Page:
The motion detectors for your Ring Alarm system are a crucial part of the Ring of Security around your home. For homeowners with pets, however, such systems become problematic. With fines for false alarms running into the hundreds of dollars, you definitely don't want your pet triggering your alarm while you're not at home. This article will give you some tips on keeping both your home and your pets safe.
Small pets and the PIR sensitivity control
The Ring Alarm motion detectors use Passive Infrared sensors (PIR) to scan whatever room they're placed in. These detectors use heat to detect motion in the room and when a warm body like a human or animal passes in the area it is monitoring (its field of view) the sensor detects the differential change. The PIRs used in Ring Alarm, however, are "pet-friendly." That means they are calibrated to ignore heat sources from animals that are approximately 33 pounds or less.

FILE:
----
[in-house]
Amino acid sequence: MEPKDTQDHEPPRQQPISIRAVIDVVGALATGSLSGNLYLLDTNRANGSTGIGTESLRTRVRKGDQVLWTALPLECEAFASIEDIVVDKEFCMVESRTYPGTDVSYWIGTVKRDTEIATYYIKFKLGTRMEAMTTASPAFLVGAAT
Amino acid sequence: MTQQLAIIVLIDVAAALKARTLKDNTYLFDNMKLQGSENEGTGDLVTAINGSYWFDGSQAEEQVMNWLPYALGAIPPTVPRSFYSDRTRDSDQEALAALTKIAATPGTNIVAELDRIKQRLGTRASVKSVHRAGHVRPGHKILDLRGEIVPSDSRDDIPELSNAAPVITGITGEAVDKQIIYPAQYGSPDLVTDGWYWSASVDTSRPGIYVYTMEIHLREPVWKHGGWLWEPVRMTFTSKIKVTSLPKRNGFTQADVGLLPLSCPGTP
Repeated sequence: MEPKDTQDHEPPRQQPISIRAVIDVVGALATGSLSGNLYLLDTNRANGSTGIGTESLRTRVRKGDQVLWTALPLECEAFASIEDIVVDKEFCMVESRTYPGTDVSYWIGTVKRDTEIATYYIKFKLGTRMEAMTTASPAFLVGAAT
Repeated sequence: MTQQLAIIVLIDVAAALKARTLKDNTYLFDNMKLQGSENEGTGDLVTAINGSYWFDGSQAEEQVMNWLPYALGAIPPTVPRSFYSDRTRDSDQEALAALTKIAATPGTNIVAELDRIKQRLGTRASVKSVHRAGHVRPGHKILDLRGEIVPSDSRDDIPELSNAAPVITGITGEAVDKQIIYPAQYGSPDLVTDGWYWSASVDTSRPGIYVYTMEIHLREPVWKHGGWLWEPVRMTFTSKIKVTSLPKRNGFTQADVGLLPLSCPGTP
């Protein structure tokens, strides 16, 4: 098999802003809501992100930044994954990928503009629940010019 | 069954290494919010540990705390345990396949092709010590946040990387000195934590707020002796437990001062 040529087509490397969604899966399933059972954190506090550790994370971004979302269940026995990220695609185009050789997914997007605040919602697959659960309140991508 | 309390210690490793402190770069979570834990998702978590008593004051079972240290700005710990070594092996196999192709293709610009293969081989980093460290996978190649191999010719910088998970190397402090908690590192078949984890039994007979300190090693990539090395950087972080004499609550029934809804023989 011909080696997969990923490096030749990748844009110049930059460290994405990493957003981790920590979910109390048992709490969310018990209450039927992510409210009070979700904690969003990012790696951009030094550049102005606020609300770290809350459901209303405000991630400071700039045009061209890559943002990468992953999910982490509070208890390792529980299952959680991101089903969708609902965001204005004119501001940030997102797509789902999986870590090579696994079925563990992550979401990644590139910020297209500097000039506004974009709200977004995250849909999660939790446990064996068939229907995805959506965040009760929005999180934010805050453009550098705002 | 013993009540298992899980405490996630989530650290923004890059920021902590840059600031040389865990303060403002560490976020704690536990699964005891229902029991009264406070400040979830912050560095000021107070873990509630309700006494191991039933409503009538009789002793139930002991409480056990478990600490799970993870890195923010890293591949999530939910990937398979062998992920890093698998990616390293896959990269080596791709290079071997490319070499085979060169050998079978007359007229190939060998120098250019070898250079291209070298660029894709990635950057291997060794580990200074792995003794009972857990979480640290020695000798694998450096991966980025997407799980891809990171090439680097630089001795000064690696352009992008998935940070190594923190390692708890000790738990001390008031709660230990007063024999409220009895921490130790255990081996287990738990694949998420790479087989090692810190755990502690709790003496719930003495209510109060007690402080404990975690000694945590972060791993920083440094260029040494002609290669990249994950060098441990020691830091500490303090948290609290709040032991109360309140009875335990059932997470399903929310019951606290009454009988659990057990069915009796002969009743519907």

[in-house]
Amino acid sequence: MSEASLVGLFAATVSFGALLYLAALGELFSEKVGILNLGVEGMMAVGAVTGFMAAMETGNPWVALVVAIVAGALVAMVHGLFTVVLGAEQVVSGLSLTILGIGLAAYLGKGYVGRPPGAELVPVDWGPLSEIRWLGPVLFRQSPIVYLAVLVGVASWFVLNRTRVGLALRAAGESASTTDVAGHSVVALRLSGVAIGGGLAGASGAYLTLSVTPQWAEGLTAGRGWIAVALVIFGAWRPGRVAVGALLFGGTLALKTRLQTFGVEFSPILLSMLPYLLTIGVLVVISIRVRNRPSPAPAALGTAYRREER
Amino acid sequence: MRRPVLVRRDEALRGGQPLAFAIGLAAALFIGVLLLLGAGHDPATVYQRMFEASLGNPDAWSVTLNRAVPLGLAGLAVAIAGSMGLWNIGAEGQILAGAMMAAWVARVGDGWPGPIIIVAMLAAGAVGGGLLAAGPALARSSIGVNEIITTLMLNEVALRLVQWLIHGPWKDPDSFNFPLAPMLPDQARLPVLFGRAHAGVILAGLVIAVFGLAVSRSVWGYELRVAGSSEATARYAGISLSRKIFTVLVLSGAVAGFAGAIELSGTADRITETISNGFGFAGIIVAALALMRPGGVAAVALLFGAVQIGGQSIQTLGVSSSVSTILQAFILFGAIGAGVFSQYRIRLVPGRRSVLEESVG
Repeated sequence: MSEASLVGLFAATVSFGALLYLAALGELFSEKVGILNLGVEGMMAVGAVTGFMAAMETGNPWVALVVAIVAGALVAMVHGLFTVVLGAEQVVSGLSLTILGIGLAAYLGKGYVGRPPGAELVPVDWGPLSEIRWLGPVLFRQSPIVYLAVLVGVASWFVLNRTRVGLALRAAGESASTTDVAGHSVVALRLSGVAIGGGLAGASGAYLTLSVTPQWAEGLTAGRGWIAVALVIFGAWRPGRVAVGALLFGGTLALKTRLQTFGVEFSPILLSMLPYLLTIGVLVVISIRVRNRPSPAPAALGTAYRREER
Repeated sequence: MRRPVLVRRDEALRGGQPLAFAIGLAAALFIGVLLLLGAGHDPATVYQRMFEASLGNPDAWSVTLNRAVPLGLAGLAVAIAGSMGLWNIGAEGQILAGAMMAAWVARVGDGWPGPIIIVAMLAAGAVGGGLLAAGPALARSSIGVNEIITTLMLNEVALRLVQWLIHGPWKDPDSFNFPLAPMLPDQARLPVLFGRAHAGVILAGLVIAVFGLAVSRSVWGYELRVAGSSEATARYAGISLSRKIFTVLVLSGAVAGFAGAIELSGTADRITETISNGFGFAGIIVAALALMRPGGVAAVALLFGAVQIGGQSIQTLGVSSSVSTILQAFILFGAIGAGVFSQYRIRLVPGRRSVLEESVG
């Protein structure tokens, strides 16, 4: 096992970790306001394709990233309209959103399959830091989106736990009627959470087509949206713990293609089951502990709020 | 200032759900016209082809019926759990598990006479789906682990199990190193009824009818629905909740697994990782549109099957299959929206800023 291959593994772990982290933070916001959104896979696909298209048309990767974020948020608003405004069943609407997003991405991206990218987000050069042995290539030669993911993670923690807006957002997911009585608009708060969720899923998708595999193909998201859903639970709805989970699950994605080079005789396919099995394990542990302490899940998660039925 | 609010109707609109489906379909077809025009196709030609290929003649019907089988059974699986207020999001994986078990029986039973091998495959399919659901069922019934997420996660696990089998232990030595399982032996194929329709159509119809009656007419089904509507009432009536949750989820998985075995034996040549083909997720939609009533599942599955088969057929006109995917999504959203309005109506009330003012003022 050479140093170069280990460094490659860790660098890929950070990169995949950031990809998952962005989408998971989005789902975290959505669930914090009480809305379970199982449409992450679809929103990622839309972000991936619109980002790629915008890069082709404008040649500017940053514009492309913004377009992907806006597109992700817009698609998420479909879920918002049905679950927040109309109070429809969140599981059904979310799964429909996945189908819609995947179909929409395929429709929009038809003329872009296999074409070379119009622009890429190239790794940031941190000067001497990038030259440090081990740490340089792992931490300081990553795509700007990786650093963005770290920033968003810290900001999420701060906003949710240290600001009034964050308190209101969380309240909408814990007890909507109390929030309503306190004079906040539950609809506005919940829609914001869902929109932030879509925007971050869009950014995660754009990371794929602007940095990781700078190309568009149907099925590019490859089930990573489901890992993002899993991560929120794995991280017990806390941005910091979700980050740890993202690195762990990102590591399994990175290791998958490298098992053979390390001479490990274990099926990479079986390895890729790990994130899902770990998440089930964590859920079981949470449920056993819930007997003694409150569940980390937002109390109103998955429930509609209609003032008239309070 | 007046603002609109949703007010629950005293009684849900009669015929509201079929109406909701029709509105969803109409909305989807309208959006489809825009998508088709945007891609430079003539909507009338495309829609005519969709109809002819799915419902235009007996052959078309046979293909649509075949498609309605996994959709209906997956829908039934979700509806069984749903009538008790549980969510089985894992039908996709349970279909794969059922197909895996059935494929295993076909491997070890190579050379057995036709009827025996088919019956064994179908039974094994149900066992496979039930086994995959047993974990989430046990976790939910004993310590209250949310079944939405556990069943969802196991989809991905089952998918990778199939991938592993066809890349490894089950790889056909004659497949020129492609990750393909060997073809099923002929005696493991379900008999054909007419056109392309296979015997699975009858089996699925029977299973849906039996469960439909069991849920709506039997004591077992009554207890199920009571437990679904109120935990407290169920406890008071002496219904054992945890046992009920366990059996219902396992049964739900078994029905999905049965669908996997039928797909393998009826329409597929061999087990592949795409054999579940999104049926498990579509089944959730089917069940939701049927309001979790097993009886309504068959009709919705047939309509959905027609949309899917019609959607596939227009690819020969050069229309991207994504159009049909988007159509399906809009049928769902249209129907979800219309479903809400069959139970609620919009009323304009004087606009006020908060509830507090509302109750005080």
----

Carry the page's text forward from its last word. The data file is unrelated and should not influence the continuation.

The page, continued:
That being said, the system does have a sensitivity control. At the highest setting, your small pet may still set off the alarm. It's therefore advisable to use your seven-day practice period to try and adjust the sensitivity slider on your Ring Alarm to a point where your animal no longer sets off the alarm. Note however that this control only adjusts general sensitivity, not pet immunity, and depending on your pet, you may find that there is no setting where it does not set off the alarm. In that case, you may need to consider other options.
Larger pets and security gates
If you have a pet that weighs more than 33 pounds you have a more difficult challenge ahead of you. At that size, your pet is far more likely to set off an alarm. The easiest way to make sure that your pet doesn't trigger a false alarm is to make sure that your pets can't go in the rooms where the motion detectors are while you're not home.
Consider closing doors in your home to lock the pets in a section of the house that has no motion detectors. If the layout of your house is a bit more open, consider using indoor security gates to keep your dog away from the monitoring area. This method is less effective with cats though, in which case you may have to consider locking a cat in a room while you're away.